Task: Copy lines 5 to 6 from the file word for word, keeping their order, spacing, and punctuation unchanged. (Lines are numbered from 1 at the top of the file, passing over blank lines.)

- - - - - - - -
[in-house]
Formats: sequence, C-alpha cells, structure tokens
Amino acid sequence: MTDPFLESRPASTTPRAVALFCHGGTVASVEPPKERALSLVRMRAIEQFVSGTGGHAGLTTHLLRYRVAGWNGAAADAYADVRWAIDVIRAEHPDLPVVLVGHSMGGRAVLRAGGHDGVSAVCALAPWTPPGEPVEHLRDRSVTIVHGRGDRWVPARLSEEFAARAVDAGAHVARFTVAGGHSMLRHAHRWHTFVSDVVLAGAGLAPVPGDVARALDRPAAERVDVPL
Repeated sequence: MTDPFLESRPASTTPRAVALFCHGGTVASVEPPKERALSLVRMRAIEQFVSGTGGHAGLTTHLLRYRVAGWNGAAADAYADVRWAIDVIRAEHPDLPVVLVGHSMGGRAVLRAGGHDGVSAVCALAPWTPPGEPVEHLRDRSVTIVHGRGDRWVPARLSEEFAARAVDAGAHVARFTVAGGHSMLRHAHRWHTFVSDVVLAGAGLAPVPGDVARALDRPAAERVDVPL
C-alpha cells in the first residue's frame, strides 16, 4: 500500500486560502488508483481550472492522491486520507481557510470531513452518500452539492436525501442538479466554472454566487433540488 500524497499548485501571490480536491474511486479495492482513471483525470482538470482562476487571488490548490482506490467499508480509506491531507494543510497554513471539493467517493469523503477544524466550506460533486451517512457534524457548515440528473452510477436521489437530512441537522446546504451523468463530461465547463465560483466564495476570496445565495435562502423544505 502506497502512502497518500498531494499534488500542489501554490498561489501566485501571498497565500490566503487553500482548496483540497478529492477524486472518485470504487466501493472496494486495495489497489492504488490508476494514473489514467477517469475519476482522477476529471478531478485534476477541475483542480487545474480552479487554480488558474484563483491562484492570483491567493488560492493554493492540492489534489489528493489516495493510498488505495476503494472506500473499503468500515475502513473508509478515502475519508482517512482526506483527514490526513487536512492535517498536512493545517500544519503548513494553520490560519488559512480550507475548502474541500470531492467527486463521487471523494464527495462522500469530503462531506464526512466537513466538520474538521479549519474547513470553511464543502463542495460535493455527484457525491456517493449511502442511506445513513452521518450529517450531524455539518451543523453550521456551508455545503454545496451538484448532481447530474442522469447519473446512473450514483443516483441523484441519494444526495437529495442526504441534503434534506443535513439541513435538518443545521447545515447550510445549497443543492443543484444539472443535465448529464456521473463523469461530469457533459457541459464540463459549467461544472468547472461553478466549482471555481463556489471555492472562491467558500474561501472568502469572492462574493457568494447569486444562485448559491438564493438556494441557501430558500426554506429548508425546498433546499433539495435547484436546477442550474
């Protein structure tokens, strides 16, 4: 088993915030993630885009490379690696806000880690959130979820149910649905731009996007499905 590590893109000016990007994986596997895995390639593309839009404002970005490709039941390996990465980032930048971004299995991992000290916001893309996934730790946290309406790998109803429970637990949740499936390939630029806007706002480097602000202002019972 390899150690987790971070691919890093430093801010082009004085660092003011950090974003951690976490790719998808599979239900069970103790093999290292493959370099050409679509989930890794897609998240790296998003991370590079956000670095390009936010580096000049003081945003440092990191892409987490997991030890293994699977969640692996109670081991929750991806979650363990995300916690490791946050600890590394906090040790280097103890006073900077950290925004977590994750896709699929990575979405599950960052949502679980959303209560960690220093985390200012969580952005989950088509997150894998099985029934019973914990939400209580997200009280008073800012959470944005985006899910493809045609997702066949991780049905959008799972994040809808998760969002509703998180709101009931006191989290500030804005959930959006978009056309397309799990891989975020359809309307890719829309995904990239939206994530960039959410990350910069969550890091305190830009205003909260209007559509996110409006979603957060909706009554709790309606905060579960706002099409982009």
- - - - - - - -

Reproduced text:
C-alpha cells in the first residue's frame, strides 16, 4: 500500500486560502488508483481550472492522491486520507481557510470531513452518500452539492436525501442538479466554472454566487433540488 500524497499548485501571490480536491474511486479495492482513471483525470482538470482562476487571488490548490482506490467499508480509506491531507494543510497554513471539493467517493469523503477544524466550506460533486451517512457534524457548515440528473452510477436521489437530512441537522446546504451523468463530461465547463465560483466564495476570496445565495435562502423544505 502506497502512502497518500498531494499534488500542489501554490498561489501566485501571498497565500490566503487553500482548496483540497478529492477524486472518485470504487466501493472496494486495495489497489492504488490508476494514473489514467477517469475519476482522477476529471478531478485534476477541475483542480487545474480552479487554480488558474484563483491562484492570483491567493488560492493554493492540492489534489489528493489516495493510498488505495476503494472506500473499503468500515475502513473508509478515502475519508482517512482526506483527514490526513487536512492535517498536512493545517500544519503548513494553520490560519488559512480550507475548502474541500470531492467527486463521487471523494464527495462522500469530503462531506464526512466537513466538520474538521479549519474547513470553511464543502463542495460535493455527484457525491456517493449511502442511506445513513452521518450529517450531524455539518451543523453550521456551508455545503454545496451538484448532481447530474442522469447519473446512473450514483443516483441523484441519494444526495437529495442526504441534503434534506443535513439541513435538518443545521447545515447550510445549497443543492443543484444539472443535465448529464456521473463523469461530469457533459457541459464540463459549467461544472468547472461553478466549482471555481463556489471555492472562491467558500474561501472568502469572492462574493457568494447569486444562485448559491438564493438556494441557501430558500426554506429548508425546498433546499433539495435547484436546477442550474
């Protein structure tokens, strides 16, 4: 088993915030993630885009490379690696806000880690959130979820149910649905731009996007499905 590590893109000016990007994986596997895995390639593309839009404002970005490709039941390996990465980032930048971004299995991992000290916001893309996934730790946290309406790998109803429970637990949740499936390939630029806007706002480097602000202002019972 390899150690987790971070691919890093430093801010082009004085660092003011950090974003951690976490790719998808599979239900069970103790093999290292493959370099050409679509989930890794897609998240790296998003991370590079956000670095390009936010580096000049003081945003440092990191892409987490997991030890293994699977969640692996109670081991929750991806979650363990995300916690490791946050600890590394906090040790280097103890006073900077950290925004977590994750896709699929990575979405599950960052949502679980959303209560960690220093985390200012969580952005989950088509997150894998099985029934019973914990939400209580997200009280008073800012959470944005985006899910493809045609997702066949991780049905959008799972994040809808998760969002509703998180709101009931006191989290500030804005959930959006978009056309397309799990891989975020359809309307890719829309995904990239939206994530960039959410990350910069969550890091305190830009205003909260209007559509996110409006979603957060909706009554709790309606905060579960706002099409982009």